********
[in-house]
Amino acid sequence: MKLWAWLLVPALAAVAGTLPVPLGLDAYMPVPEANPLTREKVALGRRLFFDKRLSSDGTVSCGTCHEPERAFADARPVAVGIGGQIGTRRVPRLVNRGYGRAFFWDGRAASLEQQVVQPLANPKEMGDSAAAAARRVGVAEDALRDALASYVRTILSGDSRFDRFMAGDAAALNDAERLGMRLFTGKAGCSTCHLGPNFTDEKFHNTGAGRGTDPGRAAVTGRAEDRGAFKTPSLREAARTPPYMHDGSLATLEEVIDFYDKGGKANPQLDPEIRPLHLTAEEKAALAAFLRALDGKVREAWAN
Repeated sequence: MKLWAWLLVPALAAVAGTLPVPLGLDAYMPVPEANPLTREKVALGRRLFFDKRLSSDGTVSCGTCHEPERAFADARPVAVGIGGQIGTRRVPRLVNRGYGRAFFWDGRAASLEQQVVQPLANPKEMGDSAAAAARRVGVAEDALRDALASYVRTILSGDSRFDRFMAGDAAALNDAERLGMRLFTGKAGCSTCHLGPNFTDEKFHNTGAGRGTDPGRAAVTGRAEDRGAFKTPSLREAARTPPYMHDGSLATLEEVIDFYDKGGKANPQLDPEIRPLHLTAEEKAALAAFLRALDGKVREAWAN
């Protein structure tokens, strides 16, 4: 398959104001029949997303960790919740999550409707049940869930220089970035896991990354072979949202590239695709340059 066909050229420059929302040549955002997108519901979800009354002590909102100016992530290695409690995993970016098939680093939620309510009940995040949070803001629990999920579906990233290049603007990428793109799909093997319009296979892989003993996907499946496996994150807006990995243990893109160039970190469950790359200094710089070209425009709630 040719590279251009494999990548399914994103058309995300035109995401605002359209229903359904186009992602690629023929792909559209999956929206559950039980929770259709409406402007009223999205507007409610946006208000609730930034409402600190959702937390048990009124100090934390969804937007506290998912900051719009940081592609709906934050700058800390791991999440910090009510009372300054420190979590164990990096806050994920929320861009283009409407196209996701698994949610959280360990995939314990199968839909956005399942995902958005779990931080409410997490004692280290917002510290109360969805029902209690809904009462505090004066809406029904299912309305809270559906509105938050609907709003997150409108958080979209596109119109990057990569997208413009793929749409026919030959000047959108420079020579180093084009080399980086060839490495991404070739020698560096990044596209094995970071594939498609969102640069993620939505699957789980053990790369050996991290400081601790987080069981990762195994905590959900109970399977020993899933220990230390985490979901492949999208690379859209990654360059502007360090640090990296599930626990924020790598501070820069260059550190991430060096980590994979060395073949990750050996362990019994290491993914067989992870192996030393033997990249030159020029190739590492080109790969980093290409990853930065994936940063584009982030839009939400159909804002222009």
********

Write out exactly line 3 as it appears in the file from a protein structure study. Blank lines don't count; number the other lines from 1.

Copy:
Repeated sequence: MKLWAWLLVPALAAVAGTLPVPLGLDAYMPVPEANPLTREKVALGRRLFFDKRLSSDGTVSCGTCHEPERAFADARPVAVGIGGQIGTRRVPRLVNRGYGRAFFWDGRAASLEQQVVQPLANPKEMGDSAAAAARRVGVAEDALRDALASYVRTILSGDSRFDRFMAGDAAALNDAERLGMRLFTGKAGCSTCHLGPNFTDEKFHNTGAGRGTDPGRAAVTGRAEDRGAFKTPSLREAARTPPYMHDGSLATLEEVIDFYDKGGKANPQLDPEIRPLHLTAEEKAALAAFLRALDGKVREAWAN